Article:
That is to say, if I interpret this quotation aright, the semidiurnal oscillation of the barometer is to be regarded as mainly a forced wave of pressure of 12 hours period due to the harmonic component wave of temperature of the same period. There have been many adverse criticisms of this view. Hann himself notices one to the effect that,

“ There is, in reality, no daily variation of temperature with two maxima and minima ; and if we, in spite of this, obtain a double daily temperature wave, because we insist on representing the daily march of temperature by a series of sines, this forced methematical form can serve to explain an observed phenomenon, whereas for this some real natural process must be sought for as a cause."

Such an objection would only be valid if the diurnal variation of temperature were a simple impulse of 24 hours' period. In reality it is anything but that. It is itself the result of a train of acting and reacting processes, due largely to the presence of great water areas over the earth's surface, and to the presence of aqueous vapour in the atmosphere. Before the final result of a temperature impulse upon the air can be considered, we have to take into account the fact that the temperature impulse itself is largely modified by the train of operations set agoing by itself. Thus, for example, the diurnal variation of temperature gives rise to a diurnal variation of aqueous vapour. This aqueous vapour absorbs and radiates heat, thus disturbing the otherwise simple curve of temperature. Then, again, clouds are formed, and these shew a tendency to two, or, perhaps, three maxima in the day. These also regulate the temperature.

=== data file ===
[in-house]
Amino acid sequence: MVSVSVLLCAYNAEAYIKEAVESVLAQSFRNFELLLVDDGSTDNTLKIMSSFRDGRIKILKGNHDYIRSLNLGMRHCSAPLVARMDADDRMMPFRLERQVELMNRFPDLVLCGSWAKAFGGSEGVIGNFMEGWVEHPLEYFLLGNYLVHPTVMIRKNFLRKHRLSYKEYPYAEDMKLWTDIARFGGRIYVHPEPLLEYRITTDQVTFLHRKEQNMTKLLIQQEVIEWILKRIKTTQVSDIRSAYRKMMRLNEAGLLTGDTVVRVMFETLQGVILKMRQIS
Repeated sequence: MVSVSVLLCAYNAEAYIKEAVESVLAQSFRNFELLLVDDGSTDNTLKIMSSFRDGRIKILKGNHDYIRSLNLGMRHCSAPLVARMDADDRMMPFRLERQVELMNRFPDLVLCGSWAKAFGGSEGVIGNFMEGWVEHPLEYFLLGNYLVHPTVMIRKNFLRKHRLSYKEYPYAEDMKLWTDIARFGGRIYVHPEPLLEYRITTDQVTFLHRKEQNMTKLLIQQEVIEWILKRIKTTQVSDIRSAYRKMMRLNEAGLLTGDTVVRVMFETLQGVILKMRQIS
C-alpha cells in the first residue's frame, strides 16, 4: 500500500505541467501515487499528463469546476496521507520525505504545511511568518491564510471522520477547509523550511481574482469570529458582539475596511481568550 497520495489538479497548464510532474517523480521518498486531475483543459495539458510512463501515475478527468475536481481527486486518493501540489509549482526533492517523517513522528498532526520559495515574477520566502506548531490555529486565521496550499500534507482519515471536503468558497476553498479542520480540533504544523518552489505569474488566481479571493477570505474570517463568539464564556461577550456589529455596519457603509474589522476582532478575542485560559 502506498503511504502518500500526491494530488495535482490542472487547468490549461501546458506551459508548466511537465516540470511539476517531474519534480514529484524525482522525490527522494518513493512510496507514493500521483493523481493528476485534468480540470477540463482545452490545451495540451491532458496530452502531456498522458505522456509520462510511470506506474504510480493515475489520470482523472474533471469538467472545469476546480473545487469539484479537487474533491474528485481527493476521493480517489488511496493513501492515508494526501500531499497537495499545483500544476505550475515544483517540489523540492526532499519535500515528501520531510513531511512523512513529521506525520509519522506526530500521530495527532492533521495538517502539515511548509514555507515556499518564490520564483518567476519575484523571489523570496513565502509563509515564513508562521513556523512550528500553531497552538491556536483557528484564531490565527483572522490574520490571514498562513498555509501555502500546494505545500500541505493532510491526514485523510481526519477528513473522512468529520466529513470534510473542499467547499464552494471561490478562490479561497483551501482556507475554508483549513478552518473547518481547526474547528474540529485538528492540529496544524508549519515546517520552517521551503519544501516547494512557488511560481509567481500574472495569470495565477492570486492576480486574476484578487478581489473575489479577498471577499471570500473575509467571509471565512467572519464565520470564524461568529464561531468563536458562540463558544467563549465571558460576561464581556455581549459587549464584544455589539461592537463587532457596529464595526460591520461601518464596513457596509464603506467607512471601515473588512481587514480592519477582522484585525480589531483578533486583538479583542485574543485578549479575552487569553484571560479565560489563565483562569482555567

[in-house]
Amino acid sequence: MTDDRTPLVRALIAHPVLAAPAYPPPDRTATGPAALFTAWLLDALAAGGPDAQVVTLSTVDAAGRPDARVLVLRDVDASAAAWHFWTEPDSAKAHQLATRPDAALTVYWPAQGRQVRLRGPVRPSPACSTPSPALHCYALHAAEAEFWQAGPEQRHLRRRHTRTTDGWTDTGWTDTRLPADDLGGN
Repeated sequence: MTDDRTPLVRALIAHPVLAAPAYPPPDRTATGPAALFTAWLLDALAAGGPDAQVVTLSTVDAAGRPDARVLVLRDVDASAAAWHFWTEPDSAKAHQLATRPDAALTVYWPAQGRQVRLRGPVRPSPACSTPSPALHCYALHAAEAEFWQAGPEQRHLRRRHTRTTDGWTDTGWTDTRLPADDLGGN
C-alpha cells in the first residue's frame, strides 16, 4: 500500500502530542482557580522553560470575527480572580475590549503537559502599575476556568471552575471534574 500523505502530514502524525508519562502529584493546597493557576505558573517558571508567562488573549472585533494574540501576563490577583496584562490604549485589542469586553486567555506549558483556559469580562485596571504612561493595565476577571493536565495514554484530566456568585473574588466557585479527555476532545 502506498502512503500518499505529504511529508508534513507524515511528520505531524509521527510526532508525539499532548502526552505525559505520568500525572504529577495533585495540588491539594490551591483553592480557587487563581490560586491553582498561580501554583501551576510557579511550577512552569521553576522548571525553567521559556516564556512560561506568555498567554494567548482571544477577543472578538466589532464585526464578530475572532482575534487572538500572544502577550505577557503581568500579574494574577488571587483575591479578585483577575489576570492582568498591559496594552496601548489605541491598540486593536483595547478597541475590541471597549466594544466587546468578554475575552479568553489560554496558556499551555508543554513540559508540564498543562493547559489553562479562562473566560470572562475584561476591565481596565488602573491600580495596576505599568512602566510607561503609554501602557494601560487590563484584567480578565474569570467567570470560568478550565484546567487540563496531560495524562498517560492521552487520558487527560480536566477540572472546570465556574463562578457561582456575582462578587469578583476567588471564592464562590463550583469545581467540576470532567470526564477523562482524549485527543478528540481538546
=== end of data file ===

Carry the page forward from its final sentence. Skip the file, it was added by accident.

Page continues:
Then, as Hann has observed, insolation by day and radiation by night combine to made the diurnal curve of temperature asymmetrical, and composed of two parts which do not follow the same law of variation. For all these reasons it seems clear that the various harmonics are not necessarily figments of the mathematical imagination. The strongest objection, to my mind, against the second harmonic wave of temperature being the ultimate cause of the semi-diurnal oscillation of pressure, is that for all altitudes known to us the variation of the one month by month differs considerably from that of the other. Taking Kimberley as an example, we find that the maximum phase of the second harmonic wave of pressure comes earliest in October and latest in February, the difference in time being almost exactly one hour; whereas the same epoch in the second harmonic wave of temperature is earliest in October and latest in July, the difference in time being more than two hours. And nearly the same rule holds up to altitudes of 15,000 feet, if not more. A second objection takes the form of a query : Have we exhausted every other possible source having an indubitable 12-hour period? There is, for example, the evaporation of water from the surface of the earth, which, as I have tried to explain before to-day, and as you will also see from the harmonic constants of vapour tension given above, shews strong barometric affinities. Is the semi-diurnal curve of vapour tension over the land due, as Bigelow says, to the displacement of the lower damp air by